To bring this terribly on-the-nose metaphor to a close, sometimes I do finally let go. Oops, spoiler alert. And it’s always the same, after I’ve let go, I am never as afraid as I am in the moments leading up to it. I hold my arms outstretched, or behind my head, and I’m relieved. And then I forget, and fight the same battle all over again the next time.

I know I crave control. So many things in my life feel out of my control, and so much of the time I find myself reaching and grasping and holding on for dear life. It never feels good, but I sometimes convince myself it’s all I have. If I could just hold on tighter, grasp harder, maybe then …

Maybe then what? My life will be perfect? I can finally relax? Loneliness and boredom and frustration and fear will disappear?

At the very least, I expect I would feel the relief of my arms flung wide and my palms open to everything.

Content warning: the complete dumpster fire of the Kavanaugh nomination, talk of sexual assault and trauma, no talk of hope or solutions.
I want to say up front that there will be nothing of substance in this post. Nothing new that hasn’t already been said. But since this is my own special-snowflake Millennial platform, here I am to repeat a bunch of things that are better said by others, because I feel that not saying them would be inauthentic and because I almost feel that I cannot move on to writing about other things without plunging through this dirty river first.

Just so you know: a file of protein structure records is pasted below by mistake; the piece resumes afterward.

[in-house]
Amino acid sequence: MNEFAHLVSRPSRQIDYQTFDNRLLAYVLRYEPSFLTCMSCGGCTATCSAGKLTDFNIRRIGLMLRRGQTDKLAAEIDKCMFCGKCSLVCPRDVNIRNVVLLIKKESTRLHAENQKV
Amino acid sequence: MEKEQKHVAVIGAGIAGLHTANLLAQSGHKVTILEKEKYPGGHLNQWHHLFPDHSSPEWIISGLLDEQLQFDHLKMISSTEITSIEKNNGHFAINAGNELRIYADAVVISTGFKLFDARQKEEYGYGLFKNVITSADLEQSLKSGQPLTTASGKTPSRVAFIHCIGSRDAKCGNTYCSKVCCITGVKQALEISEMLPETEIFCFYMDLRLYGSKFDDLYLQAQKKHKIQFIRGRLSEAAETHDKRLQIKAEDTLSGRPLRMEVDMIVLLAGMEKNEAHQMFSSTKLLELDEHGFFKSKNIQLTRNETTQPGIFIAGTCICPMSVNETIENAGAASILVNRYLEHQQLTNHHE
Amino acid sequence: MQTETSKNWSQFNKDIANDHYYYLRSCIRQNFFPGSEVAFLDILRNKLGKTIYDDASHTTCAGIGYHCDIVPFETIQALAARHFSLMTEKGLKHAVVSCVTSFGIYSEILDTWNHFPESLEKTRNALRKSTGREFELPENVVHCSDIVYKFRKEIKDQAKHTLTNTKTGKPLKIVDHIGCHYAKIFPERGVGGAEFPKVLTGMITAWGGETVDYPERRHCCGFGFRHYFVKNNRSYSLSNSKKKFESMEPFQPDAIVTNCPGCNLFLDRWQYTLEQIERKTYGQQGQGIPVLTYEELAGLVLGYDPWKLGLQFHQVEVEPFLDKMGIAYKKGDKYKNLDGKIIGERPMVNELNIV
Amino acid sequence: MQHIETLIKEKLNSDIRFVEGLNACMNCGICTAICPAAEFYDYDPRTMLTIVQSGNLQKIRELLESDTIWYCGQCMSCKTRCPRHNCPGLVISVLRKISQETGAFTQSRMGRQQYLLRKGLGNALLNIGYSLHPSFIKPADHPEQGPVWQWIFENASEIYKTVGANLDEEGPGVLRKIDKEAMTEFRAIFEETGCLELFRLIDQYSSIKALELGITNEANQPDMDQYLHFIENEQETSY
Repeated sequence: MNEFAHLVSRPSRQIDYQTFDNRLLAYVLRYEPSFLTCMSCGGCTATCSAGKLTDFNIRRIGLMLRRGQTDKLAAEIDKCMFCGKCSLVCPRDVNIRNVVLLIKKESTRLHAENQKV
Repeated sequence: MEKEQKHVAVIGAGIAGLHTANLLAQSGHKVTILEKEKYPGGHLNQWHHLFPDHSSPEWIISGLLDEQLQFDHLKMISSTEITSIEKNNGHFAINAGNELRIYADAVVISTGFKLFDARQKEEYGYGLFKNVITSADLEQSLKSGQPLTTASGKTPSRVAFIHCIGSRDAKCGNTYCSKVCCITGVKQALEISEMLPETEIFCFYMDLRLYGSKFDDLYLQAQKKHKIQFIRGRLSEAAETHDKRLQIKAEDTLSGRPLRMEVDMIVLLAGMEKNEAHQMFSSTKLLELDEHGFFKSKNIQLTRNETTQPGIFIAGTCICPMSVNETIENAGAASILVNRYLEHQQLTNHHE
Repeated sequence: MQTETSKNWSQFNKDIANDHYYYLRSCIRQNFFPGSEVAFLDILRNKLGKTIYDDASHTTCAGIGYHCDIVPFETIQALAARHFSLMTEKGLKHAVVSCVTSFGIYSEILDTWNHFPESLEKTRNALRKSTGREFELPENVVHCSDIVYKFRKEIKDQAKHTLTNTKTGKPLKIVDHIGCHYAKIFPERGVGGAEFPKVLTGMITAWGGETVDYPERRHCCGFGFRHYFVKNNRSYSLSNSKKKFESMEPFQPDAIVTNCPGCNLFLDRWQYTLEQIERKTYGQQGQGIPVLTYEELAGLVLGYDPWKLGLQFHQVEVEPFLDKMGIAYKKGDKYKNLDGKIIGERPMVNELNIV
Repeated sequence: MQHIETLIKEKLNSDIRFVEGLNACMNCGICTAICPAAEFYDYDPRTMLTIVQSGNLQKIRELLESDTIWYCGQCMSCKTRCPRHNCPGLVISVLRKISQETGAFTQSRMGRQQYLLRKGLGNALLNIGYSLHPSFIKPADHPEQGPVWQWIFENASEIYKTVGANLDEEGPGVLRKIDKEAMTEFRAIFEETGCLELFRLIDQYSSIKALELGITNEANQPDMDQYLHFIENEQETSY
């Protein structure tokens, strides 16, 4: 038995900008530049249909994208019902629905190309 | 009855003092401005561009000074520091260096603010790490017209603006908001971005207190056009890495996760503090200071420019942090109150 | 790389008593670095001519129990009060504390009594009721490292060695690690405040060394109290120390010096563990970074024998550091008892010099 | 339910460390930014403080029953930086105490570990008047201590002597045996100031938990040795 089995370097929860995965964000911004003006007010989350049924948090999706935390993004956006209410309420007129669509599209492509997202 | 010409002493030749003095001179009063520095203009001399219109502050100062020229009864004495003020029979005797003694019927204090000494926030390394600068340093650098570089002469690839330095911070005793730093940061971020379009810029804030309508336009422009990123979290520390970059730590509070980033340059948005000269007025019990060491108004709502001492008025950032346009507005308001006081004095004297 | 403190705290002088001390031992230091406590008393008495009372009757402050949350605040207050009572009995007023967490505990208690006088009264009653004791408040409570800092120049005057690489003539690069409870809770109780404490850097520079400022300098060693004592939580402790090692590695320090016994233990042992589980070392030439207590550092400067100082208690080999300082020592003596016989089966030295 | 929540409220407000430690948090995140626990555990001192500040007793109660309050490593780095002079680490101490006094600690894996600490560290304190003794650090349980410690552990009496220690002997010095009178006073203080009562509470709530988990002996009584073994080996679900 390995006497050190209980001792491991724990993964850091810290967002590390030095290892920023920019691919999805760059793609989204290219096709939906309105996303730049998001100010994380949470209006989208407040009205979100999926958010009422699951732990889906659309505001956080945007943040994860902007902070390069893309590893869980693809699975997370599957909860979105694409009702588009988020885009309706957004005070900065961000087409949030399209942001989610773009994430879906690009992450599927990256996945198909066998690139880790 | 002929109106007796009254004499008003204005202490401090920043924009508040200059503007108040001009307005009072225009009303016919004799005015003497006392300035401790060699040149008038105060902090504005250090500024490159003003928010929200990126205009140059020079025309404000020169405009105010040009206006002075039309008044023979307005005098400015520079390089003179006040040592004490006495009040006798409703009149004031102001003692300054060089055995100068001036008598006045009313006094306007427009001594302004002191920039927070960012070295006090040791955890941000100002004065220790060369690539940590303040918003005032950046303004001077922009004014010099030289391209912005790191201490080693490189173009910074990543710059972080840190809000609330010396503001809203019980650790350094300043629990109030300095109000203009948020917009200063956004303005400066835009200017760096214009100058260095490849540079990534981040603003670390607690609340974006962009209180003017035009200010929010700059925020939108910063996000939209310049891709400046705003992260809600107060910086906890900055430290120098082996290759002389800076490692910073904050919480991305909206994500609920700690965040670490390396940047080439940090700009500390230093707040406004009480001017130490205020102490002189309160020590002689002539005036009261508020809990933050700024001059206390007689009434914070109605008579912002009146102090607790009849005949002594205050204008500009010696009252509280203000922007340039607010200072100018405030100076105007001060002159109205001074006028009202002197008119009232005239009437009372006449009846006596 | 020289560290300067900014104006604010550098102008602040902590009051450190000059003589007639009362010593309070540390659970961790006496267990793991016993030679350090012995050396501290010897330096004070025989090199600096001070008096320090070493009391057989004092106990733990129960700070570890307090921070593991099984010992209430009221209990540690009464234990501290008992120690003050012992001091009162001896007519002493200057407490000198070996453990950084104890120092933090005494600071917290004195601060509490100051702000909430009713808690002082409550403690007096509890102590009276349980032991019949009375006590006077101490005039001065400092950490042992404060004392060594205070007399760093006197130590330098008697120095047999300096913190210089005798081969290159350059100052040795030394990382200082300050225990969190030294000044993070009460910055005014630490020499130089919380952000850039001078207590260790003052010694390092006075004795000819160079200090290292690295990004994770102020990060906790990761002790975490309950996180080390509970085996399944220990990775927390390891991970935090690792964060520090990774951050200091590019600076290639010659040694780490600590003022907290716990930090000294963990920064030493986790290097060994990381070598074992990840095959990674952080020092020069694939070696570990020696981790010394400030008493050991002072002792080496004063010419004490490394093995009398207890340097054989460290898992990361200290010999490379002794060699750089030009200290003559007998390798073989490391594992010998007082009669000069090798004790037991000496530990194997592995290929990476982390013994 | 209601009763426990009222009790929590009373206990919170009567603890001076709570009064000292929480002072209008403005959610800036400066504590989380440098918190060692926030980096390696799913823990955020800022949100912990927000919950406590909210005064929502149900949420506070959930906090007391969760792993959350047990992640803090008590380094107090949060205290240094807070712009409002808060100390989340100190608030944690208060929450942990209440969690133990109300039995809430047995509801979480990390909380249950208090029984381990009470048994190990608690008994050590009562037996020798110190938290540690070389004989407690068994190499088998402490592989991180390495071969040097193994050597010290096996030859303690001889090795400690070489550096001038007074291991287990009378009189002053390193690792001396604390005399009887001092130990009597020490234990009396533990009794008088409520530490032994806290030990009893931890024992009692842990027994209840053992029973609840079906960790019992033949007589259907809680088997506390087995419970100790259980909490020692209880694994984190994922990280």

You know how we often get caught in cycles where the cliche “doing the same thing while expecting different outcomes” applies? (Hi, welcome to my career, relationships, exercise goals, and life in general.) Well, I feel like this has happened for progressives for at least the last two years: re: our current administration. Two years ago, when “grab them by the pussy” was part of our daily soundbite consciousness, we thought that there was no way that dude could hold the highest elected office in our country. Then, when that indeed came to pass, we thought there was no way any number of other parts of his agenda would make it out of his on-a-different-planet brain: the Muslim ban, the wall, the continuation of his narcissistic tweets and racist rallies. We continue to watch him say appalling things about whatever minority he feels like mocking and squashing at the moment. You know this. I know this. Why summarize it? Why continue to give it air time, which so often, regardless of our intentions, can mistakenly become legitimacy?

Why indeed. I believe my repetition is incredulity. I’m still shocked. I still feel punched in the stomach when I hear the president mock a victim of sexual assault. “I had one beer. Well, when was the party? I don’t remember. How’d you get home? I don’t remember. Was it upstairs, downstairs? I don’t remember. But I had one beer!” I feel dizzy and about to vomit when that mocking gets cheered for and laughed at by a huge crowd of my fellow humans. The wound scabs over and opens again and again. I feel like I can’t breathe, like I will faint, I’m screaming and who will hear me.

(Please note: the quote above is not in order verbatim because I could not actually bring myself to go back and listen to it again. I would apologize for any misquoting or inaccuracies, but frankly I could care less at this point.)